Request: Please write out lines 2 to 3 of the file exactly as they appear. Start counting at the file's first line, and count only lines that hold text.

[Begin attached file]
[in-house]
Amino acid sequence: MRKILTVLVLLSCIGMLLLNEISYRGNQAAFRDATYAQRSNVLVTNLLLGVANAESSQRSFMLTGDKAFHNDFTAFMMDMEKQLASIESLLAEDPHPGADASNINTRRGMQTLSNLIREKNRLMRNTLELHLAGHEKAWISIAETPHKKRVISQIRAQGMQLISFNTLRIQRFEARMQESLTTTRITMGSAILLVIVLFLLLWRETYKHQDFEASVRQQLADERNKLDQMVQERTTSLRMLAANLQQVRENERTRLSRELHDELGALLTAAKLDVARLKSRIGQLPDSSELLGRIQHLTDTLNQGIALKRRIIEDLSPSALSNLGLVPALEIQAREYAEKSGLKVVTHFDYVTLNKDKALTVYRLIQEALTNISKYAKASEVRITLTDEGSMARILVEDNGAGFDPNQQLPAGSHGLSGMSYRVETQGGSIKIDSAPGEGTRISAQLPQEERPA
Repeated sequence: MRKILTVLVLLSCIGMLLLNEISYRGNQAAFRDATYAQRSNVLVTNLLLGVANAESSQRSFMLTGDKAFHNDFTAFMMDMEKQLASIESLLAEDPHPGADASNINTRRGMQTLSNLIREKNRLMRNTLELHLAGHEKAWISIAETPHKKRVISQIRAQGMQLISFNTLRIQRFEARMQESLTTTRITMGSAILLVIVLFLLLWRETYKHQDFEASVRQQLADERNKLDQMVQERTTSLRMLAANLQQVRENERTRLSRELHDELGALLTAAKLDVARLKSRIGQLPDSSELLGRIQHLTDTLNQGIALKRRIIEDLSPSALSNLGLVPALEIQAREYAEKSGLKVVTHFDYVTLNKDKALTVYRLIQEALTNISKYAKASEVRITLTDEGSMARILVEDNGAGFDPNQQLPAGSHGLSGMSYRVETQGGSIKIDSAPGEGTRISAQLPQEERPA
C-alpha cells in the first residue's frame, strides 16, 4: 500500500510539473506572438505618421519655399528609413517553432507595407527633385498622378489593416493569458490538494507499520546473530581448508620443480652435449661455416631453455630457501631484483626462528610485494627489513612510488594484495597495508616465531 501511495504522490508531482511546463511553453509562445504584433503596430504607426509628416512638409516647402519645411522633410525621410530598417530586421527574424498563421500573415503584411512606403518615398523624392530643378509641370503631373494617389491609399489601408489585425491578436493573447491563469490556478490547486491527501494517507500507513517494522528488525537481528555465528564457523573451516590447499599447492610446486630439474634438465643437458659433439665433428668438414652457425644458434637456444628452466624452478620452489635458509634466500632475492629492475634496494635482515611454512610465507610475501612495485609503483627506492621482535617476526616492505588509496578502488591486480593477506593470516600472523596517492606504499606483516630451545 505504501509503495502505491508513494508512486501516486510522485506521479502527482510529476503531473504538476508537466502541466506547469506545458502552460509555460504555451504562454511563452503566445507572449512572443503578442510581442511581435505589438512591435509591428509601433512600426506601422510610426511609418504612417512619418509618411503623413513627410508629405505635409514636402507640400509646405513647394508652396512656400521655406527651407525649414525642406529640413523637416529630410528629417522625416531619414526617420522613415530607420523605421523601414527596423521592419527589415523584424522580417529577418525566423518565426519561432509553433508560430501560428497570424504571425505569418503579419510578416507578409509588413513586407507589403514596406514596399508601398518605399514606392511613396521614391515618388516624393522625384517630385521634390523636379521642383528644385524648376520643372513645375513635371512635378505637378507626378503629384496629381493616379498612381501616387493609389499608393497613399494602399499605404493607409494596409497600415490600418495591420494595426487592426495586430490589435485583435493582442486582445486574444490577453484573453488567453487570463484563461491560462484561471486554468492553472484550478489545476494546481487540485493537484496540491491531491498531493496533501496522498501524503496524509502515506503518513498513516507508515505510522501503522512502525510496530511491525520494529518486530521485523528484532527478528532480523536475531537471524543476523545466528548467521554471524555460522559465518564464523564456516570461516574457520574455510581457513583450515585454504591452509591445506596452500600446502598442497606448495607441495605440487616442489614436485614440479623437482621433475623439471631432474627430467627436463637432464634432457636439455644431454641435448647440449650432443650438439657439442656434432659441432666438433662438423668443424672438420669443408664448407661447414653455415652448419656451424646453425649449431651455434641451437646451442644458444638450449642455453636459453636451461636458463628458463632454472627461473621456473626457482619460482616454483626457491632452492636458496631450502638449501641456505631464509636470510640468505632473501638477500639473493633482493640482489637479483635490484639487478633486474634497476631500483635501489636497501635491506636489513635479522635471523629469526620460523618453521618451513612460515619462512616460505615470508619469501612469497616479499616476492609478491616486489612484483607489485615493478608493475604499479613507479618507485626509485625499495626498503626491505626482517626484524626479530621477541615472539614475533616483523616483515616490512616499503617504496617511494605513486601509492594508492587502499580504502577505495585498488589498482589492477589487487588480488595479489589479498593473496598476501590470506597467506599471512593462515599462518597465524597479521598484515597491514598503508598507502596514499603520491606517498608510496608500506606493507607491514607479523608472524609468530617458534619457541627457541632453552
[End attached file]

Amino acid sequence: MRKILTVLVLLSCIGMLLLNEISYRGNQAAFRDATYAQRSNVLVTNLLLGVANAESSQRSFMLTGDKAFHNDFTAFMMDMEKQLASIESLLAEDPHPGADASNINTRRGMQTLSNLIREKNRLMRNTLELHLAGHEKAWISIAETPHKKRVISQIRAQGMQLISFNTLRIQRFEARMQESLTTTRITMGSAILLVIVLFLLLWRETYKHQDFEASVRQQLADERNKLDQMVQERTTSLRMLAANLQQVRENERTRLSRELHDELGALLTAAKLDVARLKSRIGQLPDSSELLGRIQHLTDTLNQGIALKRRIIEDLSPSALSNLGLVPALEIQAREYAEKSGLKVVTHFDYVTLNKDKALTVYRLIQEALTNISKYAKASEVRITLTDEGSMARILVEDNGAGFDPNQQLPAGSHGLSGMSYRVETQGGSIKIDSAPGEGTRISAQLPQEERPA
Repeated sequence: MRKILTVLVLLSCIGMLLLNEISYRGNQAAFRDATYAQRSNVLVTNLLLGVANAESSQRSFMLTGDKAFHNDFTAFMMDMEKQLASIESLLAEDPHPGADASNINTRRGMQTLSNLIREKNRLMRNTLELHLAGHEKAWISIAETPHKKRVISQIRAQGMQLISFNTLRIQRFEARMQESLTTTRITMGSAILLVIVLFLLLWRETYKHQDFEASVRQQLADERNKLDQMVQERTTSLRMLAANLQQVRENERTRLSRELHDELGALLTAAKLDVARLKSRIGQLPDSSELLGRIQHLTDTLNQGIALKRRIIEDLSPSALSNLGLVPALEIQAREYAEKSGLKVVTHFDYVTLNKDKALTVYRLIQEALTNISKYAKASEVRITLTDEGSMARILVEDNGAGFDPNQQLPAGSHGLSGMSYRVETQGGSIKIDSAPGEGTRISAQLPQEERPA